The cooperative has basically the same rights formerly held by the company, but lacks the same political and economic power to exert influence on the government bureaucracy. In practice, the situation is more contentious. Although community forestry was a government priority, the state’s bureaucracy was unprepared for the paradigm shift and most of its old staff has had a hard time embracing its new function (Pulhin and Ramirez 2008). Decision-making has remained centralised. Moreover, policies emanating from the national government tend to restrict rather than assist the cooperative.
The systems described by Pulhin and Dressler (2009) do not facilitate community operations. Despite the long and costly process of developing a management plan to request resource use permits, the permits are valid for only one year, counted from the end of the previous one. Because of such delays, an approved permit could end up being valid for only six months by the time it is received by the cooperative. In addition, three times between 1998 and 2006 the DENR issued national suspensions of resource use permits based on the allegations of non-compliance or violations by community organisations. The suspensions were applied uniformly even to well-run community organisations. Even though the Ngan Panansalan Pagsabangan Forest Resources Development Cooperative held Smartwood certification, its permits were suspended along with all the others. Furthermore, the DENR did not take into account the suspensions and delays to adjust the cooperative’s development targets in the management plan, placing greater pressure on the cooperative.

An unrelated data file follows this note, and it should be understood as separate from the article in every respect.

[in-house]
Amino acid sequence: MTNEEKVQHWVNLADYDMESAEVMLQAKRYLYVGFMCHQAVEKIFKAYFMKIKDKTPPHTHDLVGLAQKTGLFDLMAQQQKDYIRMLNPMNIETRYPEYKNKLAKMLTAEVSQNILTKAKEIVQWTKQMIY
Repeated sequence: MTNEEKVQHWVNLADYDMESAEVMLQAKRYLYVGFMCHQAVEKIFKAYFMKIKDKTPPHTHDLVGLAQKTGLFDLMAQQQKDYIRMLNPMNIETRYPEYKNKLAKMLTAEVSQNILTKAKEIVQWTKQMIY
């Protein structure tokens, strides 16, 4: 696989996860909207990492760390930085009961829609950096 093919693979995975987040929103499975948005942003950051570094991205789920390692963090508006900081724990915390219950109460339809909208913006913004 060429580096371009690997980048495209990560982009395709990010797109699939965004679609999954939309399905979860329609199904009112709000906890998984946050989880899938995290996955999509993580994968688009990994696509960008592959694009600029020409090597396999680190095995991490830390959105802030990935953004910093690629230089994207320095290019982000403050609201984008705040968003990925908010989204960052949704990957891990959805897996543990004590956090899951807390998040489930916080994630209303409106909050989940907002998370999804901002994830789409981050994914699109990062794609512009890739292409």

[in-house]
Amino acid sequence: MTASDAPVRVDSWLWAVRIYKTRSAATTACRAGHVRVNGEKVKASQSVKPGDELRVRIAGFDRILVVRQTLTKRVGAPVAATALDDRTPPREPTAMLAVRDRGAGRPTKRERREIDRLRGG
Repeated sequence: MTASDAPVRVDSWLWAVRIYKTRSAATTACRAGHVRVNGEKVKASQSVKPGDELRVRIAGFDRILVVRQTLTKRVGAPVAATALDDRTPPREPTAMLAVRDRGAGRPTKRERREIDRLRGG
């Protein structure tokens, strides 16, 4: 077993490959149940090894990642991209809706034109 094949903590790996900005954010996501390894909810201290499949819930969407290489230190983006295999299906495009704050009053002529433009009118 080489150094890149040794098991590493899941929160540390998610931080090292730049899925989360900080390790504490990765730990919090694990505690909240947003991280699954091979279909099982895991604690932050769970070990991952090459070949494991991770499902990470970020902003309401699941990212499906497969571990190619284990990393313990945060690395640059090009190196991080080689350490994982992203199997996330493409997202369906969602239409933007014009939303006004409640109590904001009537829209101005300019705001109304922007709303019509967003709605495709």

The cooperative lacked the power and influence of the logging company and now had to contend with several other groups that claim rights to the cooperative’s forest management area, including the military and the New People’s Army, a rebel group that considers the forest its base. From time to time, the cooperative must negotiate with the military, the rebel group, and the DENR, just to secure the safe passage of timber and to avoid delays in transportation. Because the cooperative does not have the money to hire security guards, illegal loggers have been drawn to the site especially during the period when resource use permits were cancelled. These loggers harass the cooperative’s staff, and in some instances have used threats of violence to intimidate the cooperative.
Although the Philippine’s national forest policy is purportedly intended to promote community management, in practice the actions of government agencies undercut or limit benefits of these programs. Rights were shifted from industry to prioritise community-level groups but insufficient efforts were made to accommodate the community capacities. Overall, in the case of the Ngan Panansalan Pagsabangan Forest Resources Development Cooperative, the suspensions and conflicts have eroded community members’ motivation and commitment to protect and manage their forests (Guiang and Castillo 2007).